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The Collegian

The Student News Site of Tarrant County College

The Collegian

The Student News Site of Tarrant County College

The Collegian

Overcoming a failing grade – Academic success can take detour, not get lost

Overcoming+a+failing+grade+-+Academic+success+can+take+detour%2C+not+get+lost

By Heather Horton/reporter

Nearly 21 percent of TCC students failed a course in 2013. Students fail courses for varying reasons but still have a chance to achieve academic success. Retaking classes and speaking with an academic advisor can put students back on track. Photo illustration by Eric Rebosio/The Collegian
Nearly 21 percent of TCC students failed a course in 2013. Students fail courses for varying reasons but still have a chance to achieve academic success. Retaking classes and speaking with an academic advisor can put students back on track. Photo illustration by Eric Rebosio/The Collegian

The majority of students don’t begin a semester expecting to fail a class. However, failing is a reality for many students.

“Making the grade” is necessary to meet college graduation requirements and transfer goals.

TCC’s office of Institutional Research and Analysis reported 51,366 students were enrolled in 2013, and 20.8 percent of those students received an F in one or more classes.

The reason behind these results varies from student to student.

Michelle Lanteno said the main reason she did not pass her physics class the first go-round was a lack of enthusiasm.

“I didn’t like it,” Lanteno said. “I didn’t have the motivation to study.”

This lack of incentive can potentially be a costly choice since retaking the course is usually a necessity. Lanteno said she retook the physics class and earned a B.

According to financial aid assistant Renisha Woods, the GPA is important in determining a student’s financial aid eligibility status.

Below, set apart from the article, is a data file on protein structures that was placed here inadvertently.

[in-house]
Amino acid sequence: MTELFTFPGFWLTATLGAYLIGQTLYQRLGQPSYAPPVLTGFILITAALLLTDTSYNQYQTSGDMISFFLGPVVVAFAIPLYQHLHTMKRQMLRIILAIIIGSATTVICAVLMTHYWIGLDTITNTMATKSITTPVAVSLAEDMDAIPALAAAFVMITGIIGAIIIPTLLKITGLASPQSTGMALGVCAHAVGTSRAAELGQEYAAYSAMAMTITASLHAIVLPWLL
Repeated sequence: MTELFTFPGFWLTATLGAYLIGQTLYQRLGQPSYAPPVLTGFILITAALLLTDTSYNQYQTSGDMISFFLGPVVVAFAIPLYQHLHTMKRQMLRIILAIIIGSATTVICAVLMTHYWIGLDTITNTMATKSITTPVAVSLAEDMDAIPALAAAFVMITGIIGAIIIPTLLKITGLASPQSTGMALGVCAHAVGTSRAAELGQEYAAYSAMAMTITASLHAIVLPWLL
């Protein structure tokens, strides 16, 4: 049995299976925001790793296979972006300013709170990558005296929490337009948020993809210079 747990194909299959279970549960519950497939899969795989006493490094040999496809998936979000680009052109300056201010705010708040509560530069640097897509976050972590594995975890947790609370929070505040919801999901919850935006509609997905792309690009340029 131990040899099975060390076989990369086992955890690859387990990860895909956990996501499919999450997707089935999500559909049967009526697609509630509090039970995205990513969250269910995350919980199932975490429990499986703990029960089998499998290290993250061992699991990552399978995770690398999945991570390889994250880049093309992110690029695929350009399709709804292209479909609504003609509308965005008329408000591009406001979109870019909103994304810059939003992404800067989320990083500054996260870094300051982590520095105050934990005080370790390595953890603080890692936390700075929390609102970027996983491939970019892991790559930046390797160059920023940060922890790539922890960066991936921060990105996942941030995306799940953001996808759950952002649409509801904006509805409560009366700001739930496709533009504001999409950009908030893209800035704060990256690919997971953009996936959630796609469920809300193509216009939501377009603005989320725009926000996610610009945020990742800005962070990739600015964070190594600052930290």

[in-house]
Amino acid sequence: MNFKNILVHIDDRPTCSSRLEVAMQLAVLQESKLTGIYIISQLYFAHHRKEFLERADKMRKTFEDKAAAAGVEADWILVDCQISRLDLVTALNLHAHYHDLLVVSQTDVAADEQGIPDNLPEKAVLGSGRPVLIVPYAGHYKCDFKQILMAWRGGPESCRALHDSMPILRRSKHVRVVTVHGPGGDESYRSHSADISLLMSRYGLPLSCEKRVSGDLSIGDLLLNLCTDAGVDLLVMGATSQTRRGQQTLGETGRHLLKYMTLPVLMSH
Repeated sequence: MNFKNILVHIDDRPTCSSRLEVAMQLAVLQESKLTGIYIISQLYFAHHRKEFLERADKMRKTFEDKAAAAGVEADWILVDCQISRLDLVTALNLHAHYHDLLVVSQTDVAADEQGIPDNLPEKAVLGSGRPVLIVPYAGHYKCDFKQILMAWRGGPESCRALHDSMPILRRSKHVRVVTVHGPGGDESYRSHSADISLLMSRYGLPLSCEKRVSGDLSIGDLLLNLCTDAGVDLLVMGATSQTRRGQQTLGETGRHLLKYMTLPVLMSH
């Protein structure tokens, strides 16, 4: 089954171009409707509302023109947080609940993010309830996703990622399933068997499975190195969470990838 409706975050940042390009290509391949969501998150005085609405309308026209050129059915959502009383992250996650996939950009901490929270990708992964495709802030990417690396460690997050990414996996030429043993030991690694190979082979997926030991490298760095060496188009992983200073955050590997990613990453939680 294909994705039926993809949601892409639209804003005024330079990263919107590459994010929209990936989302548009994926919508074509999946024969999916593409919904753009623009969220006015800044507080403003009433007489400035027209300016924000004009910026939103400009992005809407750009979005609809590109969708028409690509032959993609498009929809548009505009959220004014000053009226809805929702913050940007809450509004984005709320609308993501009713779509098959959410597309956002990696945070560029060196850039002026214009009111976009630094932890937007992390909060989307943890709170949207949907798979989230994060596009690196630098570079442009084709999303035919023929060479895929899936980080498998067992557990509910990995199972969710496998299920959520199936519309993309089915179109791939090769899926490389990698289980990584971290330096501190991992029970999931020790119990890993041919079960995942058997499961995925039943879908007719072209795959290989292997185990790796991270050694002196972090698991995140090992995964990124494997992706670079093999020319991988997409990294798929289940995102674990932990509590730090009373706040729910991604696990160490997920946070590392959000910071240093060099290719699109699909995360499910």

“Sometimes you can fail a class but pass all your other ones and still remain eligible,” Woods said. “If you attended the class all the way through and earned the F, then you might still be eligible, versus you have an F but it’s because you never showed up.”

Woods recommends steps to take once a failing grade is received. Students can retake the class but not during the summer term because classes are condensed and cover a lot of material in a short time. They should make sure that the class is needed on the degree plan. Speaking with an academic advisor will ensure a student is on the correct course.

South student Latoya D., who requested not to use her last name, said she failed a class at another institution due to not participating and offered suggestions to fellow students who may struggle with maintaining passing marks in a course.

“Basically, utilize all the resources,” she said. “Before dropping, you know there’s a drop policy, so before you drop, you want to talk to an advisor and make sure the classes you are taking is for your degree plan.”

Students and faculty both agree a failing grade does not have to limit academic success.

Academic advisor Christopher Tovar reiterates the importance of repeating a course that a student has failed. He said it’s important for a student’s GPA and financial aid purposes.

Tovar said a student may become overwhelmed for many reasons.

“A lot of students take too many classes their first semester,” he said.

The combination of an overloaded class schedule combined with work commitments and family commitments can stress students and become a factor in their failure.

According to veteran student Bruce L. Sledge, preparation is an important factor that can set up a student’s success from the start.

“I would make sure I have all my ducks in a row before I start a semester,” he said. “You need to get into study habits and things of that sort. That would give you a lot of time to allocate your time and efforts in the subject that you’re going to be taking up.”

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